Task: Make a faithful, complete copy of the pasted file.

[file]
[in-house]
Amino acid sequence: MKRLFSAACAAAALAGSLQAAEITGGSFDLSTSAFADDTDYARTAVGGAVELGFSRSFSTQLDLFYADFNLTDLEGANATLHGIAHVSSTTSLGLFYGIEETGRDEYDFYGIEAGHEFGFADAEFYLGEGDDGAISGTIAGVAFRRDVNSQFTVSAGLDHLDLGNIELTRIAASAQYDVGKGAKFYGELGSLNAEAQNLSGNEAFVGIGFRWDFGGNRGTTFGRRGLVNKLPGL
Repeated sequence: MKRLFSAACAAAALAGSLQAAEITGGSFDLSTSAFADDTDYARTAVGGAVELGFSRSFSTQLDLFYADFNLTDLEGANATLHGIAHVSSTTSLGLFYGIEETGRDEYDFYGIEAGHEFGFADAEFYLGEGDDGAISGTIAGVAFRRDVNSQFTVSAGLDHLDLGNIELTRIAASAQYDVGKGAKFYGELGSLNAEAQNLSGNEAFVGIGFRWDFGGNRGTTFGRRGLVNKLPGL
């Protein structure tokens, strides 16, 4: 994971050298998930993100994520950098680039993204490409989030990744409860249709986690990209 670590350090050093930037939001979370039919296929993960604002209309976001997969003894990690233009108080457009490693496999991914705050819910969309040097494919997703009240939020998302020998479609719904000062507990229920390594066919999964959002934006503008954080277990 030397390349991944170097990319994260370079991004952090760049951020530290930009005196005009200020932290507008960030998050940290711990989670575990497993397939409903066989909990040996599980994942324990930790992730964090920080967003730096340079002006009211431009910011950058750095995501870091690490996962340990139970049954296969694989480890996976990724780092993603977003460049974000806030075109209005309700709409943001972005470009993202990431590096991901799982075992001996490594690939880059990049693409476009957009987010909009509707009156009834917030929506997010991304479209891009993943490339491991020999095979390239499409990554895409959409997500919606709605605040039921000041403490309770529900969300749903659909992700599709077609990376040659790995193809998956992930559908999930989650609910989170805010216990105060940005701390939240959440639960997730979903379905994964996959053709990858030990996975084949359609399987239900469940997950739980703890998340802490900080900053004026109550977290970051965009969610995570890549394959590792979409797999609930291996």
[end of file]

[in-house]
Amino acid sequence: MKRLFSAACAAAALAGSLQAAEITGGSFDLSTSAFADDTDYARTAVGGAVELGFSRSFSTQLDLFYADFNLTDLEGANATLHGIAHVSSTTSLGLFYGIEETGRDEYDFYGIEAGHEFGFADAEFYLGEGDDGAISGTIAGVAFRRDVNSQFTVSAGLDHLDLGNIELTRIAASAQYDVGKGAKFYGELGSLNAEAQNLSGNEAFVGIGFRWDFGGNRGTTFGRRGLVNKLPGL
Repeated sequence: MKRLFSAACAAAALAGSLQAAEITGGSFDLSTSAFADDTDYARTAVGGAVELGFSRSFSTQLDLFYADFNLTDLEGANATLHGIAHVSSTTSLGLFYGIEETGRDEYDFYGIEAGHEFGFADAEFYLGEGDDGAISGTIAGVAFRRDVNSQFTVSAGLDHLDLGNIELTRIAASAQYDVGKGAKFYGELGSLNAEAQNLSGNEAFVGIGFRWDFGGNRGTTFGRRGLVNKLPGL
């Protein structure tokens, strides 16, 4: 994971050298998930993100994520950098680039993204490409989030990744409860249709986690990209 670590350090050093930037939001979370039919296929993960604002209309976001997969003894990690233009108080457009490693496999991914705050819910969309040097494919997703009240939020998302020998479609719904000062507990229920390594066919999964959002934006503008954080277990 030397390349991944170097990319994260370079991004952090760049951020530290930009005196005009200020932290507008960030998050940290711990989670575990497993397939409903066989909990040996599980994942324990930790992730964090920080967003730096340079002006009211431009910011950058750095995501870091690490996962340990139970049954296969694989480890996976990724780092993603977003460049974000806030075109209005309700709409943001972005470009993202990431590096991901799982075992001996490594690939880059990049693409476009957009987010909009509707009156009834917030929506997010991304479209891009993943490339491991020999095979390239499409990554895409959409997500919606709605605040039921000041403490309770529900969300749903659909992700599709077609990376040659790995193809998956992930559908999930989650609910989170805010216990105060940005701390939240959440639960997730979903379905994964996959053709990858030990996975084949359609399987239900469940997950739980703890998340802490900080900053004026109550977290970051965009969610995570890549394959590792979409797999609930291996």